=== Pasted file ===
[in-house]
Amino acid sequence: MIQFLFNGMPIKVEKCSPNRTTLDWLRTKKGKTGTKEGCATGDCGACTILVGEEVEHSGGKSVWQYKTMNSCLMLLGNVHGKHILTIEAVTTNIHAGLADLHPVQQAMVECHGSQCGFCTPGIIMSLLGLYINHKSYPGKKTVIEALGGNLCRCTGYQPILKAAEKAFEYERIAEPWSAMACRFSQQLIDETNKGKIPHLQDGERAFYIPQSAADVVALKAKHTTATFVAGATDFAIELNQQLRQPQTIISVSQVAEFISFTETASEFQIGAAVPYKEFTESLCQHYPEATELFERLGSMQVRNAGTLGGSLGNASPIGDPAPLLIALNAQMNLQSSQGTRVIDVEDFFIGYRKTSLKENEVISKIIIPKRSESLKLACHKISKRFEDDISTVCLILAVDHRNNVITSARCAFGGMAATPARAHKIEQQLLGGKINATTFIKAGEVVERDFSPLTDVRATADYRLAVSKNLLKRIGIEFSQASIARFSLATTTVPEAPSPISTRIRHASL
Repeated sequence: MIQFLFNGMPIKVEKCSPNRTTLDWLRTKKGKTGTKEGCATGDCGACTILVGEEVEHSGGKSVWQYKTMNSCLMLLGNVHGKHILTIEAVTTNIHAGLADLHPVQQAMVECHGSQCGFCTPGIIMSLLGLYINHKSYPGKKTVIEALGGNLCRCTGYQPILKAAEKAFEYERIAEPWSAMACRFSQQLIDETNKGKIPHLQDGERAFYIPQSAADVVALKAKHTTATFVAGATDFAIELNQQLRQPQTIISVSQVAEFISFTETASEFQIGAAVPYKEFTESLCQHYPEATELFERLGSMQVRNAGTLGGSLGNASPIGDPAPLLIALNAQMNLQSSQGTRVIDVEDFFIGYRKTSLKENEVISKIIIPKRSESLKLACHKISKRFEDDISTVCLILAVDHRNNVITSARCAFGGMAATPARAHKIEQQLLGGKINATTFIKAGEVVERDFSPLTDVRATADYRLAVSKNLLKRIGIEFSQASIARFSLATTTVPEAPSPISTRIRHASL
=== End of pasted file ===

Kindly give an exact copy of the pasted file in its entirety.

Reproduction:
[in-house]
Amino acid sequence: MIQFLFNGMPIKVEKCSPNRTTLDWLRTKKGKTGTKEGCATGDCGACTILVGEEVEHSGGKSVWQYKTMNSCLMLLGNVHGKHILTIEAVTTNIHAGLADLHPVQQAMVECHGSQCGFCTPGIIMSLLGLYINHKSYPGKKTVIEALGGNLCRCTGYQPILKAAEKAFEYERIAEPWSAMACRFSQQLIDETNKGKIPHLQDGERAFYIPQSAADVVALKAKHTTATFVAGATDFAIELNQQLRQPQTIISVSQVAEFISFTETASEFQIGAAVPYKEFTESLCQHYPEATELFERLGSMQVRNAGTLGGSLGNASPIGDPAPLLIALNAQMNLQSSQGTRVIDVEDFFIGYRKTSLKENEVISKIIIPKRSESLKLACHKISKRFEDDISTVCLILAVDHRNNVITSARCAFGGMAATPARAHKIEQQLLGGKINATTFIKAGEVVERDFSPLTDVRATADYRLAVSKNLLKRIGIEFSQASIARFSLATTTVPEAPSPISTRIRHASL
Repeated sequence: MIQFLFNGMPIKVEKCSPNRTTLDWLRTKKGKTGTKEGCATGDCGACTILVGEEVEHSGGKSVWQYKTMNSCLMLLGNVHGKHILTIEAVTTNIHAGLADLHPVQQAMVECHGSQCGFCTPGIIMSLLGLYINHKSYPGKKTVIEALGGNLCRCTGYQPILKAAEKAFEYERIAEPWSAMACRFSQQLIDETNKGKIPHLQDGERAFYIPQSAADVVALKAKHTTATFVAGATDFAIELNQQLRQPQTIISVSQVAEFISFTETASEFQIGAAVPYKEFTESLCQHYPEATELFERLGSMQVRNAGTLGGSLGNASPIGDPAPLLIALNAQMNLQSSQGTRVIDVEDFFIGYRKTSLKENEVISKIIIPKRSESLKLACHKISKRFEDDISTVCLILAVDHRNNVITSARCAFGGMAATPARAHKIEQQLLGGKINATTFIKAGEVVERDFSPLTDVRATADYRLAVSKNLLKRIGIEFSQASIARFSLATTTVPEAPSPISTRIRHASL